Difference between maraṇa & maccu

This is a Pali question. Both of the terms maraṇa & maccu (or Sanskrit maraṇa and mṛtyu) come from the root * mṛ* - yet somehow they must have been derived differently. What is the grammatical difference between the two? (leaving the semantic difference aside…)


I have nothing constructive to add; but I’ll randomly mention:
memento mori


The PTS dictionary gives maraṇa as (nt) -a stem neuter, and doesn’t assign gender to maccu, so I assume it’d be -u stem masculine. That accounts for the grammatical difference; it would be nice to know about the derivational processes between each word and mṛ *.
(@SCMatt the SOED shows murder tracking back through the northern Germanic route and moribid, mortuary, mori through the southern Latin route.)


Marananussati - contemplation of dying
Mruta [sinhala] adj - dead …

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I found an explanation in the (excellent) 1895 work of Ernst Windisch “Māra und Buddha” (translated by Boyd ‘Satan and Māra’, 1973):

Etymologicatly the term māra is related to the Pali maccu and the Sanskrit mṛtyu, which mean “death.” More specifically, whereas maccu (Skt. mṛtyu) indicates “death itself” Māra is the nomen actoris to the causative mārayati; Māra therefore means the one who kills or causes death.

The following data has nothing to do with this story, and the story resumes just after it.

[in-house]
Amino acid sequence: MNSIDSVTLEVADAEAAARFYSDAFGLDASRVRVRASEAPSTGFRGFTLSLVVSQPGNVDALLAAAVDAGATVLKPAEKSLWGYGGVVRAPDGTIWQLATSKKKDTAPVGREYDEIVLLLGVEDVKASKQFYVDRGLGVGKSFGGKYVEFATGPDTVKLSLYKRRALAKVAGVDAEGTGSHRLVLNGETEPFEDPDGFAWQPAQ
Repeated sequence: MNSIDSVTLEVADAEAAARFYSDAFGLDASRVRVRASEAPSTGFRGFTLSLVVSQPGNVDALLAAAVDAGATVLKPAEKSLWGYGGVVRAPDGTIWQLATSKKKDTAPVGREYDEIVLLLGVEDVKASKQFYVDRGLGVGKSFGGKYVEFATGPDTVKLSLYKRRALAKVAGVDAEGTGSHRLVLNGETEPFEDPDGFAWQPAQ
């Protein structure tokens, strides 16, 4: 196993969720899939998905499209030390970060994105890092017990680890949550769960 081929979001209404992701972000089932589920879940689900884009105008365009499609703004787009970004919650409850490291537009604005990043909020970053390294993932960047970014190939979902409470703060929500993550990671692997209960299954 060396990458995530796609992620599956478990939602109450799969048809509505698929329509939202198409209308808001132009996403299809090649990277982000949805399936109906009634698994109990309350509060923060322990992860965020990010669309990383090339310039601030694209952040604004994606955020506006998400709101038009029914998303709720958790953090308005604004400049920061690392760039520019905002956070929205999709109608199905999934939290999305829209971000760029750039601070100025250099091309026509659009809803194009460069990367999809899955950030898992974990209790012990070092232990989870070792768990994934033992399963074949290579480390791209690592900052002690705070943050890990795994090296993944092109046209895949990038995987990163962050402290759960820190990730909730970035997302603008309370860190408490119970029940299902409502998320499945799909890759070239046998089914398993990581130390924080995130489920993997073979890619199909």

Maccu seems a proper noun, the god of death, from V. Skt. mṛtyu.
maraṇa is also from the root √mṛ, ‘death’, related to the verbs marati and causative māreti. (the figure Māra is related to this)
macca is originally an -ya absolutive form of marati (probably martya --> macca, perhaps lit. ‘dying’) and means, ‘mortal’, adjective or noun.


Thanks for that, also for bringing macca to my awareness. It’s interesting that it invariably means ‘human’ in the suttas, and makes me wonder if transcending maccu also had the implication to overcome the human state and not (only) ‘mortality’.


Appamado amatapadam
Pamado maccuno padam
Appamatta na miyanti
Ye pamatta yatha matha

Heedfulness leads to immortality.Heedfulness leads to death.The heedful are immortal.The heedless,though living,are like the dead.(APPAMADA VAGGA)

Interestingly, for the above Dhammapada verse, the second line is literally, ‘heedlessness is the place of death.’ As ‘maccuno’ is the genitive case of maccu.

KR Norman renders the first two lines:
“Carefullness is the place of the death-free; carelessness is the place of death.”

there is no verb ‘lead to’ here.


Still, do you have an idea how maccu is formed grammatically?

Does this help?

we easily find texts saying that mrtyu is semantically different from marana, but the grammar of it is not really elucidated.

That mara seems to come from a causative went in the right direction…

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drawing parallels…

kṛ = root … karaṇa = the doing/deed … kṛtya = to be done … kaccu/kṛtyu (-) … kāra = maker

mṛ = root … maraṇa = the dying/death … macca = to die/mortal … maccu = death? … māra = killer

kṛ is such a versatile root, and still it didn’t develop a kṛtyu or kaccu --> maccu is strange